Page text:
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I just opened a package at my office with a note inside telling me the package has anthrax in it and that I am now infected. What should I do?

Don't Panic!... Terror tips for the terrified

The overwhelming majority of threats like that are hoaxes. According to the U.S. Postal Service, there was not a single instance of anthrax being delivered through the mail until last week. In 1999 and 2000 there were 178 anthrax threats by mail and not one of them was real. You should also feel better knowing that as I'm writing this, five of the seven people who've tested positive for anthrax exposure are asympomatic.

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If you receive a package or letter containing a threat, immediately put it down, tell everyone to leave the vicinity of the package, and have someone call the police and the U.S. Postal Inspection Service. You and anyone else who handled the package should wash your hands with soap and water. When police, Postal Inspection and health department officials arrive, you may be asked to give them your clothing, further evidence that no matter what the circumstance, clean underwear is a must.

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If an inspection of the package shows that you were in fact exposed to anthrax, you'll have to take antibiotics. If treatment is begun promptly, anthrax is curable. And fortunately for the people around you, anthrax isn't contagious.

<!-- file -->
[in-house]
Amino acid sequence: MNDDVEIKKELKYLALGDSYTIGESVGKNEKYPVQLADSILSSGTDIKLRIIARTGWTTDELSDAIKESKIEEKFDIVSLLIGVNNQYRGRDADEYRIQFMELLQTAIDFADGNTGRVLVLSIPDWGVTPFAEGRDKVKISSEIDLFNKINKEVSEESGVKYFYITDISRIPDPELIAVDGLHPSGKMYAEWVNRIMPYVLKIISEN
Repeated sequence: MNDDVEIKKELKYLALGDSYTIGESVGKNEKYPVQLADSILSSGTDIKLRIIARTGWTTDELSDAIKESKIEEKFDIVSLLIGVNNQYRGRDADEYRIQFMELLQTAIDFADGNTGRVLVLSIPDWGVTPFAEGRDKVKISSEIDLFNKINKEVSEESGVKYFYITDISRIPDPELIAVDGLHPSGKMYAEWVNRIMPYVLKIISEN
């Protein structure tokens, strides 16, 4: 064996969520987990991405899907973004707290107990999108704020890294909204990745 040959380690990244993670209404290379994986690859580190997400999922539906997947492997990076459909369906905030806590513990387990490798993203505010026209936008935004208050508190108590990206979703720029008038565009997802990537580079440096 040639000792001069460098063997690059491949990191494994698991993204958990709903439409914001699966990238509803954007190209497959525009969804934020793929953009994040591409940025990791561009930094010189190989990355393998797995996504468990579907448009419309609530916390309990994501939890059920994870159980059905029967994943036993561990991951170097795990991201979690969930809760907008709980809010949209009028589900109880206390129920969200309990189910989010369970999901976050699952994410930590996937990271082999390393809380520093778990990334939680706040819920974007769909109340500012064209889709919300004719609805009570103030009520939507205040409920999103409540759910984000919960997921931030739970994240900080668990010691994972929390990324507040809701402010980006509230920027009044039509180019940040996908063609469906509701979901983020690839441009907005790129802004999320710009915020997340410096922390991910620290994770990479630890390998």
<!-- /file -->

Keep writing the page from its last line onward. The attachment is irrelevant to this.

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Smallpox, another alleged bioterror weapon of choice, is another story. Although the disease was declared eradicated in 1980, the former Soviet Union kept stockpiles of it for use as a biological weapon. There's a vaccine to prevent it, but smallpox does not respond to treatment once it's contracted. It's also highly contagious and can be spread from person to person, or via infected objects such as blankets or clothing. According to WebMD.com, 30 percent of those who contract smallpox die of it, and survivors can be left blind or with permanent scars.

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The U.S. Postal Service has a list of tips to help people identify and hopefully avoid "suspicious" parcels. First of all, if a package is unexpected or from someone with whom you are unfamiliar, don't open it if you can avoid it. Also refrain from opening packages or letters that have no return address, have an unknown addressee or are of unusual weight given their size or appearance. And you may also want to avoid packages with the return address "O. bin Laden, c/o al Qaeda, Kandahar, Afghanistan."

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E-mail questions about possible terrorist scenarios to Andisheh Nouraee at andisheh@creativeloafing.com.

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